Scientific culture can be defined as our knowledge of the elements that make up our surroundings. The sciences help us to understand the rules governing natural phenomena; environmental science helps us understand what makes up our world; human sciences help us understand ourselves and our cultures; technology helps us to create new things from our existing resources. Each field provides a person with references that allow him to solve problems and act in his community. Bringing science to the people, or the development of scientific culture, is a basic goal for all societies, from developing countries, which are continually working to improve living conditions, to industrialized countries that must promote understanding of the technological changes happening every day. The will to discover and understand scientific phenomena and technology that increasingly affects us should be present in all of us. Faced with today’s high-stakes environmental problems and emerging new technologies, individuals require basic scientific literacy and the ability to be critical of information provided. People must be able to make enlightened judgements of what is said in order avoid believing everything that is claimed to be supported by science. The development of scientific culture therefore allows people to adapt their lifestyle to the progress of society and to better contend with the challenges of the future. Organizations promoting extra-curricular science have a special role to play as they are well situated to integrate science and technology with the general culture. In addition, experience shows that a diversity of activities helps to foster new understanding in certain fields and to bring together modern and traditional approaches to science. Finally, in addition to organizing activities that are accessible to everyone, organizations should work to disseminate scientific information, promote their activities, open them to the public, and participate in activities organized by other groups.


Ecological, environmental and sustainable development questions are a focus of many organizations promoting popular extra-curricular science. The natural sciences sparked the popular science movement in many countries, and, more than any other field of science, attracted young people to discover the world around them. As in the sixties, when new technologies served to broaden the focus of science organizations, the increasing awareness of environmental problems serves to refocus groups whose activities had been in more traditional fields. Many groups are presently focused on the environment, informing the public about the protection and improvement of sites, pushing to improve attitudes toward the environment, and working in parks and reserves to make the public more aware of the importance of nature conservation, all to improve the balance and harmony between humanity and the environment. Organizations promoting extra-curricular scientific activities should therefore reserve a special place for ecology and the environment and should support initiatives that develop public awareness of related questions. SHARING EXPERIENCES AND WORKING TOWARDS INTERNATIONAL DEVELOPMENT AND PEACE Organizations that aim to promote popular activities in science and technology should develop programs that allow them to reach their target groups in their community, region, or country. The characteristics of each country, the prevailing problems, and the solutions developed by each organization serve as an important source of inspiration and enrichment to the community of organizations that share these goals. For this reason, and to the extent that their resources permit, popular science organizations should encourage international exchanges between two or more countries without restrictions on language, race, or religion. The goals and impact of leisure science on young people provide an excellent platform for valuable exchanges between representatives of different cultures on a common subject, though viewed from different perspectives. In addition to providing each organization with new ideas for activities for its target group, exchanges promote a better understanding of people and cultures, and bring together representatives who share similar goals regarding science and youth. The exchange of ideas on scientific questions through leisure activities and discovery leads to interesting opportunities for peace and harmony that help to counter the all too frequent antagonism caused by the irresponsible use of science and technology.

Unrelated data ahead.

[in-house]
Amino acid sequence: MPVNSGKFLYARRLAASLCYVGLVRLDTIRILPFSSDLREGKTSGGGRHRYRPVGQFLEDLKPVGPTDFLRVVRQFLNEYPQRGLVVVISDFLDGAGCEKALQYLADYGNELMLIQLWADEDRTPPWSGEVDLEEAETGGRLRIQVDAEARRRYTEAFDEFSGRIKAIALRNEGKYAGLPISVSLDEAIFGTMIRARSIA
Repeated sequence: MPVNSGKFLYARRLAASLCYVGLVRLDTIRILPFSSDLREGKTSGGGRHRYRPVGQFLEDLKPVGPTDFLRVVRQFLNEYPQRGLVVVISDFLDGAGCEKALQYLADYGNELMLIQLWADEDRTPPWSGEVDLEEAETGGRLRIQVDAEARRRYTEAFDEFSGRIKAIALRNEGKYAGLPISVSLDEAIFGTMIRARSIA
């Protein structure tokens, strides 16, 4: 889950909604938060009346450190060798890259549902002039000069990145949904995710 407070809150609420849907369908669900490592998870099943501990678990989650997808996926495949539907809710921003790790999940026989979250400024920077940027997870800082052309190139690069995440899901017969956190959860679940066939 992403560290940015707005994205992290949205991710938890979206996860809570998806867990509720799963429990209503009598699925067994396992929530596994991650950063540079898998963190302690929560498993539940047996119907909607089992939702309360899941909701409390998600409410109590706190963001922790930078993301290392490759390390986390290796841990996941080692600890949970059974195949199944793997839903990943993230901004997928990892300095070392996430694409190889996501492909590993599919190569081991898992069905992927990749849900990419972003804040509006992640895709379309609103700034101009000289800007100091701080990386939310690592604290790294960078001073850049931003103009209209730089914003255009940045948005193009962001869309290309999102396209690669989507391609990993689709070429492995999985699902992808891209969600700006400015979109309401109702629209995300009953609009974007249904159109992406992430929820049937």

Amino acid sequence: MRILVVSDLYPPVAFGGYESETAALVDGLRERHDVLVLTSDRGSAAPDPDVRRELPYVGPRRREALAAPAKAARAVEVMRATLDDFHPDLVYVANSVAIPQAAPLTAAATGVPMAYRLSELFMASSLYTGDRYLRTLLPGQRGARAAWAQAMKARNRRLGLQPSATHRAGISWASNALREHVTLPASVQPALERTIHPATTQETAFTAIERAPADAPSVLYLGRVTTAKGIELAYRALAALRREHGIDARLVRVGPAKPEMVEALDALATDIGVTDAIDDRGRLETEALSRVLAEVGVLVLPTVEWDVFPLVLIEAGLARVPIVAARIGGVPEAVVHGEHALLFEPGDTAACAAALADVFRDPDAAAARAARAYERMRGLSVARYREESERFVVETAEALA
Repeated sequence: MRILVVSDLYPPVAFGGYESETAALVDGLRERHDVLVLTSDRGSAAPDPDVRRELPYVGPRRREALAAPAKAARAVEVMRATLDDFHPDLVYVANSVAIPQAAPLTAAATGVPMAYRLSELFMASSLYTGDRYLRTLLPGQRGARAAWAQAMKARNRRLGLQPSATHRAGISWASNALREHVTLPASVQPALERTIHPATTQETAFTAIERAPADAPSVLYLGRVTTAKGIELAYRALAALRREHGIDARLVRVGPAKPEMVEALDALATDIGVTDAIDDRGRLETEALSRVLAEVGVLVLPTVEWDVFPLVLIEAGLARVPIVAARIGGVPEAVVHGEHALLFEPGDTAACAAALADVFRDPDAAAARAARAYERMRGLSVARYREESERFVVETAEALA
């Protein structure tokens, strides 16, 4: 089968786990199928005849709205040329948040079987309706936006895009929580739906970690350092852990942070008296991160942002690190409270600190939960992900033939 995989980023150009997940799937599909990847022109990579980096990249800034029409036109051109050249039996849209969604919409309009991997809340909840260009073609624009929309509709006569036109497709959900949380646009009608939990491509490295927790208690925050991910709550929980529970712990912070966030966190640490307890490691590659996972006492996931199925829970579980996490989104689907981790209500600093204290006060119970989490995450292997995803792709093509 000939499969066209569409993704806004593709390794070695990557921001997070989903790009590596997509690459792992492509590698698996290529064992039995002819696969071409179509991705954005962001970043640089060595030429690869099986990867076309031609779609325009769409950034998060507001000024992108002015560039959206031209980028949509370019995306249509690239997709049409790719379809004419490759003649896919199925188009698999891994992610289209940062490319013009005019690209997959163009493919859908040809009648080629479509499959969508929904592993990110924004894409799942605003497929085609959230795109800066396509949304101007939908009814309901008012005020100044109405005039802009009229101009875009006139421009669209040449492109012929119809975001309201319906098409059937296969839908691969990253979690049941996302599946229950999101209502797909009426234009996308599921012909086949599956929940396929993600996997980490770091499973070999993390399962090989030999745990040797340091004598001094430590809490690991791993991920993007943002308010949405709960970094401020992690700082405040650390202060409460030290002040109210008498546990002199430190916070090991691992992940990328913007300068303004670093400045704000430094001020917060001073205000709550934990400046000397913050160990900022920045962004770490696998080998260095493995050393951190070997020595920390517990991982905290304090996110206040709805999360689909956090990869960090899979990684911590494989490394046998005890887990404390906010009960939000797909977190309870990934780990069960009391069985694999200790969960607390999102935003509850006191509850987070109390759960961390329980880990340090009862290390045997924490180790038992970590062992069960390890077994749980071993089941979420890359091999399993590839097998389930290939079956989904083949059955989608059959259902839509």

Organizations that work in the area of leisure activities in science and technology have common characteristics that differentiate them from other organizations concerned with science or youth. It is fundamental that the organizations in question organize or promote activities dealing with science or technology. The activities must be chosen by the participants, and are held in a leisure setting with that provides for flexibility, notwithstanding any restrictions that may be imposed by the need for quality. The activities should encourage discovery and creativity, and may be done individually or in a group. In addition, the activities offered should incorporate scientific methods, based on observing, QUESTIONING, experimenting, and analysing. A project-based pedagogy is ideally suited to the development of these activities. These are the basic requirements of programs offered by leisure science organizations; however, specific activities will vary depending on the participant's age, level of education, and knowledge of the field in question. Finally, the activities offered are aimed primarily at youth, without excluding others who may gain from them. They must be open to as many people as possible to promote the development of scientific culture.